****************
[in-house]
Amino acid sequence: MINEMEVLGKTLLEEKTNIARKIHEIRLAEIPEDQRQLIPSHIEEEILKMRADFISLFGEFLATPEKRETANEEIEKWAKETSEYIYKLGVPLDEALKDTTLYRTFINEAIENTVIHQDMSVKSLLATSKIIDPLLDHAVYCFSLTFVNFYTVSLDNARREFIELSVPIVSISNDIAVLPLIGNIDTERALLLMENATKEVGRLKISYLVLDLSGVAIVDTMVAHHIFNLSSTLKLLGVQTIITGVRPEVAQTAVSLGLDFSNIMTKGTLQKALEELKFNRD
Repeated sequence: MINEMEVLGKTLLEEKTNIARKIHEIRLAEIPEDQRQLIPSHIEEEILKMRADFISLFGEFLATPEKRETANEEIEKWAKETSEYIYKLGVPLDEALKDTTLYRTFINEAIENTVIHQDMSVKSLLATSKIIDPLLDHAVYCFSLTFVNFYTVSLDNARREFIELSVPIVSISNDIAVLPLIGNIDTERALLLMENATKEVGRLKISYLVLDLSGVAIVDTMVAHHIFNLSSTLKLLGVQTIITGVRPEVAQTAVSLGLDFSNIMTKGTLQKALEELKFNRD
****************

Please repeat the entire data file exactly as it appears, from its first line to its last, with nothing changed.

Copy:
[in-house]
Amino acid sequence: MINEMEVLGKTLLEEKTNIARKIHEIRLAEIPEDQRQLIPSHIEEEILKMRADFISLFGEFLATPEKRETANEEIEKWAKETSEYIYKLGVPLDEALKDTTLYRTFINEAIENTVIHQDMSVKSLLATSKIIDPLLDHAVYCFSLTFVNFYTVSLDNARREFIELSVPIVSISNDIAVLPLIGNIDTERALLLMENATKEVGRLKISYLVLDLSGVAIVDTMVAHHIFNLSSTLKLLGVQTIITGVRPEVAQTAVSLGLDFSNIMTKGTLQKALEELKFNRD
Repeated sequence: MINEMEVLGKTLLEEKTNIARKIHEIRLAEIPEDQRQLIPSHIEEEILKMRADFISLFGEFLATPEKRETANEEIEKWAKETSEYIYKLGVPLDEALKDTTLYRTFINEAIENTVIHQDMSVKSLLATSKIIDPLLDHAVYCFSLTFVNFYTVSLDNARREFIELSVPIVSISNDIAVLPLIGNIDTERALLLMENATKEVGRLKISYLVLDLSGVAIVDTMVAHHIFNLSSTLKLLGVQTIITGVRPEVAQTAVSLGLDFSNIMTKGTLQKALEELKFNRD